The Week in Arts: John Cameron Mitchell Brings Back ‘Hedwig’; L.G.B.T.Q. Films Roll Out for Pride
Theater: ‘Hedwig,’ With a Side of Dish
June 27-29; thetownhall.org
“You know,” John Cameron Mitchell mentioned, over the telephone, “we have been rejected by all of the theaters in New York when Stephen Trask and I have been developing with ‘Hedwig.’ Drag wasn’t actually thought of theater. And punk rock — they didn’t go collectively.”
Twenty-odd years in the past, possibly not. But “Hedwig and the Angry Inch” modified that, stomping glamorously throughout these assumptions with its debut downtown in 1998. Starring Mitchell as Hedwig, a transgender rock star manqué, the musical rapidly grew to become a cult hit — one which’s since been staged all over the world, together with on Broadway, and made into a movie.
Remembering these early days can be a part of the present when Mitchell and Trask carry their live performance spectacle “The Origin of Love” to Town Hall in Manhattan for 3 performances, beginning Thursday. “We’ll get all of the outdated forged members and as many Hedwigs as we are able to discover,” Mitchell mentioned. With a four-piece band, they’ll carry out songs from “Hedwig” and inform tales about it in a celebration timed for Pride. LAURA COLLINS-HUGHES
“Flying Geese Variation Quilt,” c. 1935, by Annie E. Pettway, one of many quilters of Gee’s Bend. Pieced cotton and wool, 7 toes 2 inches × 71 inches.CreditEstate of Annie E. Pettway/Artists Rights Society (ARS), New York; Philadelphia Museum of Art
Art: A Collage of Collages in Philadelphia
Through Sep. 2; philamuseum.org
Based in Atlanta and named for a line in a Langston Hughes poem, the Souls Grown Deep Foundation acquires work by black artists from the American South and locations it in museums throughout the nation. Some of the muse’s trove is now displaying on the Philadelphia Museum of Art — the exhibition, “Souls Grown Deep: Artists of the African-American South,” consists of beautiful items by masters of politically charged, found-object assemblage like Thornton Dial and Lonnie Holley. But there’s nonetheless nothing just like the quilts of tiny Gee’s Bend, Ala., the place for the higher a part of a century girls have been making highly effective summary compositions with no matter cloth that they had at hand. They simply maintain their very own with the Picassos, Cornells and different masterworks within the museum’s effective concurrent “Art of Collage and Assemblage.” WILL HEINRICH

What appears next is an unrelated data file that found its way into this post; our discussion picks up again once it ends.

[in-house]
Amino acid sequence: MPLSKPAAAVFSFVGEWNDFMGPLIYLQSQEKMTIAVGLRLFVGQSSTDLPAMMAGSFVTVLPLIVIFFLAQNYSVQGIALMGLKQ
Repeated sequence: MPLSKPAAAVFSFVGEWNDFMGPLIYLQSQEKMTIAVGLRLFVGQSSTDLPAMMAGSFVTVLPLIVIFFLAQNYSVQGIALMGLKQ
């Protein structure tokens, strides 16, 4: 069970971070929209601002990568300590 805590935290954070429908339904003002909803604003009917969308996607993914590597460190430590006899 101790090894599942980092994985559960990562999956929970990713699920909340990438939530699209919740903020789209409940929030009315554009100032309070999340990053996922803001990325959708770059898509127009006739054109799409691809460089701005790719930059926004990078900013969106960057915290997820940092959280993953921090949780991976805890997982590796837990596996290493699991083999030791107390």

Jennifer Monson on the Chocolate Factory Theater in Long Island City, Queens.CreditJulieta Cervantes for The New York Times
Dance: Listening to the City
June 23, 26 and 28; lmcc.web
Dancing open air at daybreak might sound excessive, nevertheless it’s common for Jennifer Monson, whose choreographic course of usually takes cues from nature. For one among her current works, “bend the even,” she rehearsed on an Illinois prairie as daylight broke. And the primary a part of “ditch” — a brand new response to social, financial and ecological forces on Manhattan’s Lower East Side — unfolds on the East River Esplanade at dawn (that’s 5:25 a.m.) on Sunday.
If you’re not an early riser, to not fear: “ditch” continues on Wednesday and Friday with night performances on the South Street Seaport Museum. One of many free choices within the Lower Manhattan Cultural Council’s River to River Festival, the work pays shut consideration to its environment — to the motion of individuals, water and climate on the base of the island. Looking inward as a lot as outward, Monson and her collaborators discover how our bodies know when catastrophe, or refuge, is close to. SIOBHAN BURKE
Tracy Edwards, left, and Mikaela Von Koskull, members of the 12-woman crew of the Maiden.Credit scoreTracy Edwards, by way of Sony Pictures Classics
Film: Women Voyagers Win Over the World in ‘Maiden’
The sailors aboard the Maiden, the primary yacht with an all-female crew to enter the Whitbread Round the World Race, have been ridiculed as “a tinful of tarts.” Some even put down wagers on how lengthy they may keep afloat. They have been advised repeatedly — by males — that they might fail.
Nevertheless, Tracy Edwards and her fellow yachtswomen endured.
And when their vessel sailed into port at Southampton, England, in May 1990 — after touring a complete of 33,000 miles by the Earth’s harshest oceans (beating their male-led counterparts on two legs of the race within the course of) — they have been met by a flotilla of vessels and 1000’s of cheering spectators, though they hadn’t are available first.